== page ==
Advertisement
The Body: The Complete HIV/AIDS Resource
Follow Us Follow Us on Facebook Follow Us on Twitter Download Our App
Professionals >> Visit The Body PROThe Body en Espanol
   
Ask the Experts About

Safe Sex and HIV PreventionSafe Sex and HIV Prevention
           
Rollover images to visit our other forums!
Recent AnswersAsk a Question
  
  • Email Email
  • Glossary Glossary


PEP
Aug 23, 2005

Dear Dr. Frascino, This weekend my partner and I were having sex (he's + and I'm -). The condom broke and he came inside. After searching the website, making many phone calls to doctors and hotlines, we were advised to go to the ER and get PEP treatment started. I saw a doctor in the ER who started me on the treatment but only gave me medication (Crixivan, Epivir, and AZT) for 3 days because they wanted to assure that I would seek follow-up treatment. Bloodwork was also taken so they could have a baseline to go by. They said I would be getting bloodwork done periodically and I would be on this treatment for a month. I made an appointment with an Infectious Disease MD for tomorrow. I would like to know what to expect while being on this treatment. I am not experiencing any major side effects expect mornining nausea as of yet. I've only been on the medicine for 3 days. Also, what are the chances of my contracting HIV. I started the treatment the same day the condom broke within 6 hours. If I do test positive, do I have to continue taking all these medications, being that I started them from the beginning? I've been visiting this site since my 1 1/2 year relationship and find it to be very informative and HIV- friendly. Thanks for being here.

Response from Dr. Frascino

Hi,

I agree PEP is warranted for this significant exposure, although I would not pick Crixivan, Epivir and AZT as my first choice for a PEP regimen, as it can be difficult to tolerate. Chances are the HIV specialist may change the regimen. He should also explain in detail "what to expect while being on treatment." This explanation should include a detailed discussion of potential drug side effects and a schedule for follow-up testing and care. In general all folks with a significant HIV exposure requiring PEP should be tested for the presence of HIV antibodies at baseline (as you were) and then at six weeks, three months and six months after exposure. The choice of PEP regimen should take into account the medications your partner is taking, as well as those he may have demonstrated resistance to in the past.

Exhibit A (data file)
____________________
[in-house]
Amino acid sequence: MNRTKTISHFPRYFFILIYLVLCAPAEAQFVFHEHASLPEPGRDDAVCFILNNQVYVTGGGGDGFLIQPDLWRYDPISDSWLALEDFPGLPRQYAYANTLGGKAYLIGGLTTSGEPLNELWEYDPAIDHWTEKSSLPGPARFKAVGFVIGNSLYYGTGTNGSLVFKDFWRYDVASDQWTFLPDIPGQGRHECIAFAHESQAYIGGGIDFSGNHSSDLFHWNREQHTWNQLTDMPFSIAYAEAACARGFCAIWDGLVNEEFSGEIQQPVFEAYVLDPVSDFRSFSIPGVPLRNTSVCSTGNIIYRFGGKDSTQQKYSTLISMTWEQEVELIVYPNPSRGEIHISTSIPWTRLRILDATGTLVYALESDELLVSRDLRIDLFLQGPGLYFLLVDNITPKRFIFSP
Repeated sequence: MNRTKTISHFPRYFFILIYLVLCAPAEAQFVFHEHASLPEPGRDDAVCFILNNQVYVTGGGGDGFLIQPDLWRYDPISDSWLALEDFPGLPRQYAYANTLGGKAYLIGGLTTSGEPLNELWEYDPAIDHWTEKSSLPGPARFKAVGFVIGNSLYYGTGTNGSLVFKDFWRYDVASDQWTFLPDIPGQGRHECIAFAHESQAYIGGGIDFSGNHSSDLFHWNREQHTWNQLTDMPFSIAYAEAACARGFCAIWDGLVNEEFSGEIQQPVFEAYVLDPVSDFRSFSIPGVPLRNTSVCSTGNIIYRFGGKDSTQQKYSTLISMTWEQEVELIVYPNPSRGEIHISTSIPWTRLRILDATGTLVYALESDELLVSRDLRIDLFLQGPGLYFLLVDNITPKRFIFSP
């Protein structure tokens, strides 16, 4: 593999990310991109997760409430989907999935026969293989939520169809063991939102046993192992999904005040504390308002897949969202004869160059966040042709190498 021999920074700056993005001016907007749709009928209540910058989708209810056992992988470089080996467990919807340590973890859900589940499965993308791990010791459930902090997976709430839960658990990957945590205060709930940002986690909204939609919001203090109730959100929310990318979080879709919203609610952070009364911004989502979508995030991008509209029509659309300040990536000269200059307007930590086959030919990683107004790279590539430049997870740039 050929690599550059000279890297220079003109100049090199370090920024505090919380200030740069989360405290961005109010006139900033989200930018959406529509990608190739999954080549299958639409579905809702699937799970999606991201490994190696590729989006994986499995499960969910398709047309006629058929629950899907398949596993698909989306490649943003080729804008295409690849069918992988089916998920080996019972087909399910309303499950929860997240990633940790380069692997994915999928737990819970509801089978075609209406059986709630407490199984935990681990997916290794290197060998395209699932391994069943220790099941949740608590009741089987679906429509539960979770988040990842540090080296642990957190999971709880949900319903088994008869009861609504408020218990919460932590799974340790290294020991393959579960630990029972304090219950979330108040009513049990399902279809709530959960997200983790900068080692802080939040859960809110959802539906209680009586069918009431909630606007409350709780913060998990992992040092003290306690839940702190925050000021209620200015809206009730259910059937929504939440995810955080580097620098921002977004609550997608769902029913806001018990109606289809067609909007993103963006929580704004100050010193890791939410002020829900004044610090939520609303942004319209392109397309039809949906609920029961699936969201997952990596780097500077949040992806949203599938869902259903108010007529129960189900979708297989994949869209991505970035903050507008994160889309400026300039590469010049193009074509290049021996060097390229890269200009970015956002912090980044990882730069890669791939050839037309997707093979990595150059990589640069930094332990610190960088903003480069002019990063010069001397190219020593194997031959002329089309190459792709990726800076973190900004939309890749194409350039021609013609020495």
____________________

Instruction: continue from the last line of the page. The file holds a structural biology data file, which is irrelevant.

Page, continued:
The estimated risk of acquiring HIV per episode of unprotected (or condom failure) receptive anal sex with a partner confirmed to be HIV positive is 50 per 10,000 exposures. Your estimated risk would be less due to beginning PEP within 72 hours (six hours, to be exact) of your exposure.

If you have additional questions or concerns after your visit with the HIV specialist, let me know. I'll send you my very best luck that your HIV tests remain negative and that you tolerate your PEP regimen without difficultly.

Dr. Bob



Previous
Give me your WoooHooo
Next
1 in 10,000 from Pakistan.

  
  • Email Email
  • Glossary Glossary

 Get Email Notifications When This Forum Updates or Subscribe With RSS


 
Advertisement



Q&A TERMS OF USE

This forum is designed for educational purposes only, and experts are not rendering medical, mental health, legal or other professional advice or services. If you have or suspect you may have a medical, mental health, legal or other problem that requires advice, consult your own caregiver, attorney or other qualified professional.

Experts appearing on this page are independent and are solely responsible for editing and fact-checking their material. Neither TheBody.com nor any advertiser is the publisher or speaker of posted visitors' questions or the experts' material.

Review our complete terms of use and copyright notice.

Powered by ExpertViewpoint

Advertisement